In 1863, Baudelaire situated the experience of modernity along a fault line between past and present, tradition and the new: “By ‘modernity’ I mean the ephemeral, the fugitive, and contingent, the half of art whose other half is the eternal and the immutable.”9Even as Baudelaire’s knowledge of what constitutes modernity is recent enough to require scare quotes, his definition makes clear that modernity entails a break between past and present and an uncoupling from tradition—precisely the features that make modernity “new.” Baudelaire’s “modernity” might comprise the contingent and the immutable in equal measure. Yet by the time the experience of modernity is established enough to lose its scare quotes, Baudelaire’s balance between past and present is upset in favor of the “newest time,” and with it, of the ephemeral, the contingent, the “new” in art. Tradition, the inheritance the past offers the present, cannot be inherited. Failure to inherit is, then, not simply an “identity-establishing” feature of the modern but its very condition. “[We] stand within—we are—the discontinuity in question,” Gregg Horowitz declares. “It is our knowledge of what we cannot remember that shapes our identity.”10 Writing from within this condition of discontinuity, Yve-Alain Bois demonstrates why modernist painting bears the task of an inescapable mourning.11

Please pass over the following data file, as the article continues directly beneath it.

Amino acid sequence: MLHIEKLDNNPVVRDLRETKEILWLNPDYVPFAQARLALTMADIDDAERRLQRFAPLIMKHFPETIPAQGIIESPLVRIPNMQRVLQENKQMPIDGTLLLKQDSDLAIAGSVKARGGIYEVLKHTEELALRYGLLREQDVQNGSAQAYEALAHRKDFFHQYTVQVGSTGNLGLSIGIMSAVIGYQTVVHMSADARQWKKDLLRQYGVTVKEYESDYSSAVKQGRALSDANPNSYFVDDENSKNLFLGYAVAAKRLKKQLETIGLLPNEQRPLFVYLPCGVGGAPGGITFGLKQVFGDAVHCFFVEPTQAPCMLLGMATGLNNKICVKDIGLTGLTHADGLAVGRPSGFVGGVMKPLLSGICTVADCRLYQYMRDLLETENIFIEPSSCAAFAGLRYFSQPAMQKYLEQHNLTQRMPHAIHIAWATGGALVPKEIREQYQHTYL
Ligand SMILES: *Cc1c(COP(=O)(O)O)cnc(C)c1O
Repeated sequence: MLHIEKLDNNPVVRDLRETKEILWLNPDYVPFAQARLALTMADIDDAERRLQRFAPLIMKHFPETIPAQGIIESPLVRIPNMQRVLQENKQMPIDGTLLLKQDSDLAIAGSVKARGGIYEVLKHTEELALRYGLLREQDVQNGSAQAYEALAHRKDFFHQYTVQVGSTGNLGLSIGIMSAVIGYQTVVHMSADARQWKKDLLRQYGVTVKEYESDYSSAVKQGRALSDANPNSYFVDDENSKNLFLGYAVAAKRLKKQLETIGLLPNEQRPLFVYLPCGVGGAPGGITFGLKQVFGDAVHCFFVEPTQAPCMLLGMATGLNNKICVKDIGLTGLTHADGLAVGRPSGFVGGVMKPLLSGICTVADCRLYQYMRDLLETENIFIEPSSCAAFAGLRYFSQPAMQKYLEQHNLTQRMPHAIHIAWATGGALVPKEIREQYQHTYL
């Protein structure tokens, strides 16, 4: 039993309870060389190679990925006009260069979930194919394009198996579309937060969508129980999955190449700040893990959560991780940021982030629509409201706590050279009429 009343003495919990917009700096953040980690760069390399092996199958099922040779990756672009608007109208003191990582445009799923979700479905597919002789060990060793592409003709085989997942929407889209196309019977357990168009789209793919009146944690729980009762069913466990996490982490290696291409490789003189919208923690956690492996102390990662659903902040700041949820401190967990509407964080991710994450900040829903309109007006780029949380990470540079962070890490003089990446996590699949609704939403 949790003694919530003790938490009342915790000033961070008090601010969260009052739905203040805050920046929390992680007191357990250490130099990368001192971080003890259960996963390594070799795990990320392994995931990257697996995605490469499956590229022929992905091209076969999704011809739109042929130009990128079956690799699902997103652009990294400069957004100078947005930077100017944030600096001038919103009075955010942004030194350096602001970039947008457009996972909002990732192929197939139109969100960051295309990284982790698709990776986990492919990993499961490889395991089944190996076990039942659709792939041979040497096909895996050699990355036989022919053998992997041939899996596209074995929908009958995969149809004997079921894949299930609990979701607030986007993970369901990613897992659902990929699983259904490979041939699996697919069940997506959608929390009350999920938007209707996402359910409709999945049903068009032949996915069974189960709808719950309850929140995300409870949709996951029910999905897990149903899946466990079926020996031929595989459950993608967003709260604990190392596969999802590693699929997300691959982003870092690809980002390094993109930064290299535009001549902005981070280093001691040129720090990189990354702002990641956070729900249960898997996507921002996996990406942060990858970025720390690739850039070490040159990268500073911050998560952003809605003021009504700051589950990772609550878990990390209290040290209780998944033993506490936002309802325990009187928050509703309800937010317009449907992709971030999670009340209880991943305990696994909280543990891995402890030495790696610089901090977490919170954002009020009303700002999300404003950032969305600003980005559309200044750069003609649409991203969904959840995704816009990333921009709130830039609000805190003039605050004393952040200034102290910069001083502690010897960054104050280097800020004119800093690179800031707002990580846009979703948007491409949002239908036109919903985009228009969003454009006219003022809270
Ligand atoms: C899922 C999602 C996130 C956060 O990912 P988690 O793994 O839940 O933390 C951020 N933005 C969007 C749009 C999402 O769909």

- Charles Baudelaire, “The Salon of 1846,” 44, 43.↵
- Reinhart Koselleck, “’Neuzeit’: Remarks on the Semantics of the Modern Concepts of Movement,” in Futures Past: On the Semantics of Historical Time, trans. Keith Tribe (Cambridge: MIT Press, 1985), 231-66.↵
- Charles Baudelaire, “The Painter of Modern Life” (1863), in Modern Art and Modernism: A Critical Anthology, ed. Francis Frascina and Charles Harrison (New York: Harper and Row, 1987), 23.↵
- Gregg Horowitz, Sustaining Loss: Art and Mournful Life (Stanford: Stanford University Press, 2001), 19.↵
- Yve-Alain Bois, “Painting: The Task of Mourning,” in Endgame: Reference and Simulation in Recent Painting and Sculpture, by Bois, et. al. (Boston: Institute of Contemporary Art; Cambridge: MIT Press, 1986), 28-49. See also Thomas Lawson, “Last Exit Painting,” Artforum 20 (October 1981), 40-47.↵